As ordinary human beings, we will probably decide not to jump into a deep hole in the side of a mountain if all the information we have is that it looks like a volcano, shakes like a volcano and makes rude noises like a volcano. We may decide otherwise if we know that the smoke and sounds are fake, that there is a safety net and no chance of missing it, and that we will be rewarded generously for jumping. Information, then, is a key factor in making choices.
In the process of developing an impartial theory of justice, it is sometimes better not to know certain things; for this reason, lustitia wears a blindfold. Knowledge of the facts that you have a talent for making the right choices on the stock market and that you deeply enjoy wealth may prejudice you in favour of a free market society with profound differences between rich and poor-unless, of course, you are capable of overcoming prejudice, have no opportunity or incentive to be ruled by prejudice, or are temporarily freed from it. On the other hand, contracting parties must know other things-for one, they must know why they have gathered together at all.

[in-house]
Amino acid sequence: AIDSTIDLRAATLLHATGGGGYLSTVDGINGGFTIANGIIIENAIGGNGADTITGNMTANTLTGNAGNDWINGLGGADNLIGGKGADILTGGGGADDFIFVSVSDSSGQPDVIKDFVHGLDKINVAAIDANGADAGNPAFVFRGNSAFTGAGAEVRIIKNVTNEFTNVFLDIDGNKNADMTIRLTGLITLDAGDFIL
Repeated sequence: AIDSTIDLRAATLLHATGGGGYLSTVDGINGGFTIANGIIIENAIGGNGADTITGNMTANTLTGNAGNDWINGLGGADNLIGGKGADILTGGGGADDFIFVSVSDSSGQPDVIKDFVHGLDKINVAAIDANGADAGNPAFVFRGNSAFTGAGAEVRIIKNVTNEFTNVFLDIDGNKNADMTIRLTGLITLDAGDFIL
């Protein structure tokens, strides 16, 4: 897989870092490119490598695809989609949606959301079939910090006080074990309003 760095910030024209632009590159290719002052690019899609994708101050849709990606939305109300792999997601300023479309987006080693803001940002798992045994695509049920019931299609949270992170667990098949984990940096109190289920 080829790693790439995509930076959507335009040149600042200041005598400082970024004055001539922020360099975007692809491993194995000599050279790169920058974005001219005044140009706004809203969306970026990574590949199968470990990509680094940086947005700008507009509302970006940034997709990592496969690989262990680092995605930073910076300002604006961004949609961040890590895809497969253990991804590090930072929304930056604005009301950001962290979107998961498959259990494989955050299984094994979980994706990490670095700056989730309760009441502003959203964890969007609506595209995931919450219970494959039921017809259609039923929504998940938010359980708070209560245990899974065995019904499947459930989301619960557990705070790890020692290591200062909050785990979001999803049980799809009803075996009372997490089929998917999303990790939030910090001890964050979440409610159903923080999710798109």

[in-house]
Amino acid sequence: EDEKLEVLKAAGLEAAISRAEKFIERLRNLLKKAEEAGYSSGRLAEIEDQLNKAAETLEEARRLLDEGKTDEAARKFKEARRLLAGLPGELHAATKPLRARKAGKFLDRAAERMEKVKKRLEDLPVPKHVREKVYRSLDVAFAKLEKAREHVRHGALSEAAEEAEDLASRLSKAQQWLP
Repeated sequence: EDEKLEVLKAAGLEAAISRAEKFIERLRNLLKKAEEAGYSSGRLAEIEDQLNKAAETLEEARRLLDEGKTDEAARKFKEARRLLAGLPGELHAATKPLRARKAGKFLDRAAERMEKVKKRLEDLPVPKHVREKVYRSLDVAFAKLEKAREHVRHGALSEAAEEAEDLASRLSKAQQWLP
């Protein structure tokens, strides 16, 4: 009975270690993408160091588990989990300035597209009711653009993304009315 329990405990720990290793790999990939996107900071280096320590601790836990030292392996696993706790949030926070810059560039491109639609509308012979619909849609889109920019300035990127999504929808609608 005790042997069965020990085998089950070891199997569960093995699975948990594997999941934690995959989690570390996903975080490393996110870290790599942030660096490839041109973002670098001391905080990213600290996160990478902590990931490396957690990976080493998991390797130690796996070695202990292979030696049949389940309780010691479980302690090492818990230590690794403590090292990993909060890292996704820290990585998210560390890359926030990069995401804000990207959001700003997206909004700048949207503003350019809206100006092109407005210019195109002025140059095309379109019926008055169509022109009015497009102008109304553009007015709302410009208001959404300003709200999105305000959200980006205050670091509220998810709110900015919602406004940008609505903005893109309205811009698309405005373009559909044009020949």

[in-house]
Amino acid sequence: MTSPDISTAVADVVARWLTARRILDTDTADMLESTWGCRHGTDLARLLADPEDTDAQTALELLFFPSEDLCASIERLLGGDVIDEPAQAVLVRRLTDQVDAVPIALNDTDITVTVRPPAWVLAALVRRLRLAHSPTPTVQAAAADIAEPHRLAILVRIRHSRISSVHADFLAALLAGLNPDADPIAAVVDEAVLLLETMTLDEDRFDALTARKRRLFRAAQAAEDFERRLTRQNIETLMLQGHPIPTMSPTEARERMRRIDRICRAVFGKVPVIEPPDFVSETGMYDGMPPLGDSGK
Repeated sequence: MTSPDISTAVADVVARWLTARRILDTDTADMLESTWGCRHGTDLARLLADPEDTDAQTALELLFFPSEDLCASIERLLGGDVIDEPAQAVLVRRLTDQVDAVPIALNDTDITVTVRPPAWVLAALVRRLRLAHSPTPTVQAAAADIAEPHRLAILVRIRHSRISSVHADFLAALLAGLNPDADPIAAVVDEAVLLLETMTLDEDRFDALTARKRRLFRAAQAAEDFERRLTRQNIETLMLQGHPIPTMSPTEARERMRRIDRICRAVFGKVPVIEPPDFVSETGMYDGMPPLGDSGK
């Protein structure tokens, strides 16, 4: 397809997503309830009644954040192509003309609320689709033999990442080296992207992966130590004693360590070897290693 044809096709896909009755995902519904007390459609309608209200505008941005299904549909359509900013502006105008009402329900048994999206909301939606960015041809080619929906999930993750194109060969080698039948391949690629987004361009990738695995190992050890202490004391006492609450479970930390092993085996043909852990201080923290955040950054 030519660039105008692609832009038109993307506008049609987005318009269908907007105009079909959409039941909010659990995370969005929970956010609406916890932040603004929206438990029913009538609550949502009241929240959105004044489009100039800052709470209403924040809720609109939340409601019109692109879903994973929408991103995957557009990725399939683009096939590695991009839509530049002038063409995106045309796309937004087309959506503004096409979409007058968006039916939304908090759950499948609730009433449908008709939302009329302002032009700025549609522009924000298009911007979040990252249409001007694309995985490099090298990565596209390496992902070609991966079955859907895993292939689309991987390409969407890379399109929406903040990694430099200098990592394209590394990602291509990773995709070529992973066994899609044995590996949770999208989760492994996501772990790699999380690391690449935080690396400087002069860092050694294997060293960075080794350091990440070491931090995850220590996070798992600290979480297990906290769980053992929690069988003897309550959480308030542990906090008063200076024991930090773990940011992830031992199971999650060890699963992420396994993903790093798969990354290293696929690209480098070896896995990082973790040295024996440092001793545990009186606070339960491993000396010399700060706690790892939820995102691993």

More systematically, the issue looks as follows. In contract theories of justice, seven categories of information can be distinguished. Each of these categories represents a necessary condition for a decision, none of them can be omitted and no other types of information are required. An adequate contract theory of justice must account for the assumptions it makes about each of these seven types of knowledge; an impartial theory will have to do so in terms of impartiality. If we would discard the idea of a contract as a fiction, a vehicle for the imagination, we would still have to explain what kinds and amounts of knowledge are required for an impartial choice of principles of justice. Although there would no longer be contracting parties, we would still want the reader to be able to imagine herself as an impartial being.